Film and TV

(Trevor) Noah And The Flood (Of Twitter Backlash)

Well, that had to be the shortest honeymoon in history:

Within hours of the announcement that he had been named the new host of "The Daily Show," the comedian Trevor Noah was subjected to the full scrutiny of the Internet. As potential audience members scoured his past work and his social media for more clues about the South African comedian, they uncovered many posts on his Twitter account that they deemed to be offensive to women or Jews.

While I've enjoyed Noah's appearances on TDS, there's a crippling lack of self-awareness on display here. The *nanosecond* he entered negotiations for the job he should have gone back over his social media accounts and nuked anything like this from orbit. It's not like there haven't been canaries in that particular coal mine for years.

Defenders argue these were throwaway tweets Noah made years ago. In one respect, they may be right. One of the central arguments against getting a Twitter account is because some of us have a tendency to fire off half-baked thoughts (and some of us are just dumb). On the other hand, there's a tremendous amount of personal growth that takes place between the ages of 27 and 31, Noah's age when he posted these tweets. *cough*

I'm going to demonstrate to Noah how we've all done things we regret, but first, more from the New York Times:

Tom Gara, the editor of BuzzFeed's business news site, wrote on his Twitter account, "The most depressing thing about Trevor Noah's Twitter timeline, other than how bad he is at Twitter, is how often he replies to @UberFacts."

You know, when the home of articles like "Which Ousted Arab Spring Ruler Are You?" criticizes your sources, you have suffered the sickest of burns.

Whether this costs him the Daily Show gig remains to be seen (Comedy Central is standing behind him, for now). In the meantime, and just to let him know he's not alone, I've decided to offer up some examples of my own poor choices from three and four years ago.

March 17, 2012 Admitted that the Irish branch of my family actually originated in France.

February 5, 2012: Took the New England Patriots and the 2.5-point spread in Super Bowl XLVI.

November 6, 2011: Posted a picture on Facebook confirming my attendance at a Taylor Swift concert.

September 11, 2011: Commemorated the 10th anniversary of the 9/11 attacks by drinking a six-pack of red, white, and blue Miller High Life tall boys.

June 27, 2011: In a possibly drunken state, declared that the Spice Girls are one of my favorite bands of all time (note: this has been asserted soberly, and much more recently than 2011).

We give Millennials (Noah qualifies, he was born in 1984) a lot of shit for their alleged narcissism and sense of entitlement, much of which is earned. Still, as the first generation to really grow up in the online era, a certain amount of slack should be cut when they screw up by accidentally posting keg stand photos to their kids' elementary school FB group or tweet about their recent bowel movement to the corporate account they manage instead of their personal followers.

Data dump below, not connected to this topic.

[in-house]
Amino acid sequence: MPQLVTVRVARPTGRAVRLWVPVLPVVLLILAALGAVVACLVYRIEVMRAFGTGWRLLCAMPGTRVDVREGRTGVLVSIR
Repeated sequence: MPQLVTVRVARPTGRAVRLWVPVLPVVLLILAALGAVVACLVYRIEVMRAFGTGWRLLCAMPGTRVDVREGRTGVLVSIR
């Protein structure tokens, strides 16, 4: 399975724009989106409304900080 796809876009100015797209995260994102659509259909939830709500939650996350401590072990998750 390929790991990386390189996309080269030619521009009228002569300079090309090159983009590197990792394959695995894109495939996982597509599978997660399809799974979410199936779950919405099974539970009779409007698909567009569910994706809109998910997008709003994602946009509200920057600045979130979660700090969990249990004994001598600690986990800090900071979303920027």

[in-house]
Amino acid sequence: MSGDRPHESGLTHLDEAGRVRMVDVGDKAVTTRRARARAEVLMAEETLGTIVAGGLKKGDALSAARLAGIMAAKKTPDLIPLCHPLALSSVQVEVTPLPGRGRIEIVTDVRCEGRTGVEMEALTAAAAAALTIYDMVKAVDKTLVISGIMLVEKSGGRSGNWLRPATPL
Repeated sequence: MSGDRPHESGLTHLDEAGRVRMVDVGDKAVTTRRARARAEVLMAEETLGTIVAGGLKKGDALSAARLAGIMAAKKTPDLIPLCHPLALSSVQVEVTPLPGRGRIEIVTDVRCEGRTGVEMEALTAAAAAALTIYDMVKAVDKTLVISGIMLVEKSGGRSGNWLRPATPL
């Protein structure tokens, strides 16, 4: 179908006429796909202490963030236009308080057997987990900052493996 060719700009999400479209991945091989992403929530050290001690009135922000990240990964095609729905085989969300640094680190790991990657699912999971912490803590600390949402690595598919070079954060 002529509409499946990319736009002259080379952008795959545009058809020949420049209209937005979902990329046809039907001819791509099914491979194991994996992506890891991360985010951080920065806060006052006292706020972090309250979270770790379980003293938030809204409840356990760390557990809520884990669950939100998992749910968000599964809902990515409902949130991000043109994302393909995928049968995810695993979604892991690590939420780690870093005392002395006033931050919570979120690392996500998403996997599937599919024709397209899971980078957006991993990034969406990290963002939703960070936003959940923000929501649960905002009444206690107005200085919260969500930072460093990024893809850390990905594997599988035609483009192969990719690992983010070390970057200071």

And in Noah's defense, it can take a comedian a long time to establish their identity. Patton Oswalt talks about the decades working 'basket of mozzarella sticks' clubs in Silver Screen Fiend and elsewhere, while imminent Late Show host Stephen Colbert bounced around TV for years before landing on The Daily Show.

Then again, I'm reasonably sure neither got by on one-liners about the mythic nature of white women with big butts.

His appearances as a correspondent aside, the "jokes" Noah made -- if we must call them that -- simply aren't very good. "Fat chicks?" German car vs Jewish pedestrian? Will we be seeing the flapping dickey behind the desk when he takes over for Jon Stewart?

In comedy, there's a fine line between cutting edge and career limiting, with even beloved practitioners like Louis CK stumbling into Daniel Tosh territory from time to time. Noah won't get any slack for his unfortunate tweets (and tipping people to your possible latent anti-Semitism never helps), not just because they were painfully unfunny, but because nobody over here really knows who the hell he is. Three appearances on TDS? Why didn't they go with Jessica Williams again?

This is all also part of a larger pattern, one in which comedy not designed for the broadest possible consumption is immediately put under the microscope. I can't remember if it was Oswalt or Kyle Kinane or someone else, but they more or less said this constant scrutiny and immediate assumption of offense is a big reason stand-up comedians rarely play college campuses these days.

In another 10 years, the thin veneer of privacy we enjoy by noodling with our social media settings will be more of a cruel joke than it already is, and the sheer tonnage of objectionable behavior on display online will be too overwhelming for even the insatiable Ouroboros of Internet Outrage to consume. At that point, the cursory Google search your prospective employer does will only be remarkable if you *don't* have at least three shots of you passed out with a dick drawn on your face. Until then, it lurks in preparation for the next poor dumb bastard whose internal filter has been eroded by complacency or a few beers. Sorry, Millennials.

On the plus side, you'll be able to tell the next generation how "back in your day" not everyone had "goatse" as their desktop wallpaper.

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Peter Vonder Haar writes movie reviews for the Houston Press and the occasional book. The first three novels in the "Clarke & Clarke Mysteries" - Lucky Town, Point Blank, and Empty Sky - are out now.
Contact: Pete Vonder Haar